6. Your list brought back so many memories. I remember picking wild strawberries in open fields, shucking corn with my father, or peeling patios outside on the front porch. And dawn to dusk describes exactly how kids played. Thanks for a glimpse of a your memories, and bringing back many fond yesteryear thoughts of my own.

  7. It’s not just that there aren’t any toys, the majority of your things on the list are based around nature, or things found in nature, which is lovely. I like to embrace the old with the new for my kids. I like that we live in a small village, and my kids have grown up being able to walk to knock for friends and go and play up at the park with them. My son (14) still does that now, they go and kick a ball around up at the park. But he also spends a lot of time on his X-Box and Playstation, but he plays online with others, and usually he’s very shy with people he doesn’t know, but through this he communicates with people around the world, and learns to handle conflicts and different personalities, so I see the benefits of that for him too.

    What I find more surprising is now a lot of kids don’t seem to get taught basic skills at home. I don’t wish to be judgmental because everyone’s busy and have different priorities, but both my kids have expressed that when they did cookery lessons at secondary school (so from age 11), there were kids in their class who had never cooked before. Things like that surprise me.

    1. Nature was a huge part of my experience on my grandparent’s farm. Watching the weather and foliage for signs of planting and fishing. Grandmother always had her almanac. I am most grateful for how that was integrated into my spirit. My children had that also being raised on a farm and they carry it in their souls. However, my grandkids are city kids and can’t stand to even walk in the grass or get their hands dirty. I’ve got lots of work to do with them. You are spot on about skills. Cooking, cleaning and just seeing the physics of how things work. I was thinking about that last night…what I learned pushing and pulling and stacking those bales of hay. YOu could be crushed if one fell on you, so it was pretty critical to think things through. Kids with helicopter parents aren’t growing up with critical thinking skills. When I was precepting new nurses, I was always amazed when the patient was choking and blue in the face, but the new grad would say, “His o2 Saturation is 100%….well yes, but he’s going to suffer and crash quickly if we don’t remove this mucus plug from his trach!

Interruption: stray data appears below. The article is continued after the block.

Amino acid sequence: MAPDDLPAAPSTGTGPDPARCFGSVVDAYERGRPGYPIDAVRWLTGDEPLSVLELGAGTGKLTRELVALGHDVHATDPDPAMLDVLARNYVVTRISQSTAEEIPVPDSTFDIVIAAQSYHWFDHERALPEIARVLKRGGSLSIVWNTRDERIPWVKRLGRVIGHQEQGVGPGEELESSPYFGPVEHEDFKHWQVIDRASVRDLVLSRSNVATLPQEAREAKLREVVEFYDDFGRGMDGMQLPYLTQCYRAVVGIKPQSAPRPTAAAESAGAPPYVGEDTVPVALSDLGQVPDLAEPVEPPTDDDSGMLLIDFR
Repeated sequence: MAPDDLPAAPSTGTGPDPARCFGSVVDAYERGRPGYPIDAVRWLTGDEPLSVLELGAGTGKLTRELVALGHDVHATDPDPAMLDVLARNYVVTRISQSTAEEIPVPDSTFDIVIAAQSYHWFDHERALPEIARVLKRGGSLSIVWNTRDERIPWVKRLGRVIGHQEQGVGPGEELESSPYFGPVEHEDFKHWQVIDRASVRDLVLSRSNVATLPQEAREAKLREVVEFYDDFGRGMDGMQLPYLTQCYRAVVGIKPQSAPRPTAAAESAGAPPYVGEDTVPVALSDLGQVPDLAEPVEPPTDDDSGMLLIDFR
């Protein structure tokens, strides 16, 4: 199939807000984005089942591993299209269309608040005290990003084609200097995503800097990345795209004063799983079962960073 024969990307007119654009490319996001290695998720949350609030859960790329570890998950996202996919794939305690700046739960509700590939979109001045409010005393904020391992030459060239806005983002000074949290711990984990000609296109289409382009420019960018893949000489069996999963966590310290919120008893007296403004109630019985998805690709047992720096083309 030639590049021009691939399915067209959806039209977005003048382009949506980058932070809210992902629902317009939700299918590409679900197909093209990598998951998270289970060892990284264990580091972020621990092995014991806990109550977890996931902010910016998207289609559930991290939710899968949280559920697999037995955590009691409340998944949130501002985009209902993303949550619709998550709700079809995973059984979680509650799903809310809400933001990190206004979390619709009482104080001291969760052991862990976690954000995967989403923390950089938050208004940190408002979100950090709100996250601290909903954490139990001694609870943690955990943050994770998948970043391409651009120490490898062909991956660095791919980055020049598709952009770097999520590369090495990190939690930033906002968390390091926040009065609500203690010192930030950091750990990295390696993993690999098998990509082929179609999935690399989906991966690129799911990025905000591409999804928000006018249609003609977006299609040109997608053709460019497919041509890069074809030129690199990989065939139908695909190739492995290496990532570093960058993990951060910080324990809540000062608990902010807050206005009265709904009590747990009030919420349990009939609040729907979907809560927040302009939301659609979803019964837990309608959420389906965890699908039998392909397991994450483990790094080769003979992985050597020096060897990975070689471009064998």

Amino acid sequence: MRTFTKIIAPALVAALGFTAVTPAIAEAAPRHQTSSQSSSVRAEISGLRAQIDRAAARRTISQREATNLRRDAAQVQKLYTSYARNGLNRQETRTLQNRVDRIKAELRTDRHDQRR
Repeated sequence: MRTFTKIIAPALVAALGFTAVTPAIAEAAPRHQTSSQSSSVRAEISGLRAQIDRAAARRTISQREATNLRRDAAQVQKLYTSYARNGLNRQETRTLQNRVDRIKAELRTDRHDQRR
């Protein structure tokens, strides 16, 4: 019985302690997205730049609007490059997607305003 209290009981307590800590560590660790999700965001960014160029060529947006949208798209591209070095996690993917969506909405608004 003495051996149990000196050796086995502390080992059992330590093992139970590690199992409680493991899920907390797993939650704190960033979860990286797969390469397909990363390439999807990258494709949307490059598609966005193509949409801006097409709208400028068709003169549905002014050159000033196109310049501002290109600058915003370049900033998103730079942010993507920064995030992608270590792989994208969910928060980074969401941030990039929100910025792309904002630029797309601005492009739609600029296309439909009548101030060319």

8. It’s fun and funny what we remember and cherish. I didn’t do most of the things on your list with my parents. My parents grew up in Philadelphia. My mom always took us to the library though, and we went to shows and museums. But I did pick fruit and make jam with my girls. We picked strawberries and then had strawberry shortcake for dinner, and I know that was something special. I did have beach vacations with my parents and other family vacations that I remember.

    1. We all have our memories. I thought it sort of odd that I zoomed in on quailty time and not so much things I had. Really put things in perspective on what I need to be doing with the grandkids. Probably spending less on junk that’s broken in a week and more time just holding them close.

  9. Sometimes I wonder if my childhood would have been better if we had had the Internet and blogging and all that back then. And then I think of the lazy summer afternoons spent in my own head or in a book or both and think … Nah. Great list, Susan. Aside from the bike, I didn’t do much of those on your list (I was too much a loner and besides my grandparents were all gone by the time I was 8), but I appreciate the simplicity and the time to experience every moment.

    1. I was more an outcast than a loner. My female cousins (except for Cory who was like me) were into girlie things. Aside from learning to sew, I was a tom boy and spent most of my time out and about exploring. It was a simpler time.

Share your thoughts.

Fill in your details below or click an icon to log in: Logo

You are commenting using your account. Log Out /  Change )

Google photo

You are commenting using your Google account. Log Out /  Change )

Twitter picture

You are commenting using your Twitter account. Log Out /  Change )

Facebook photo

You are commenting using your Facebook account. Log Out /  Change )

Connecting to %s

This site uses Akismet to reduce spam. Learn how your comment data is processed.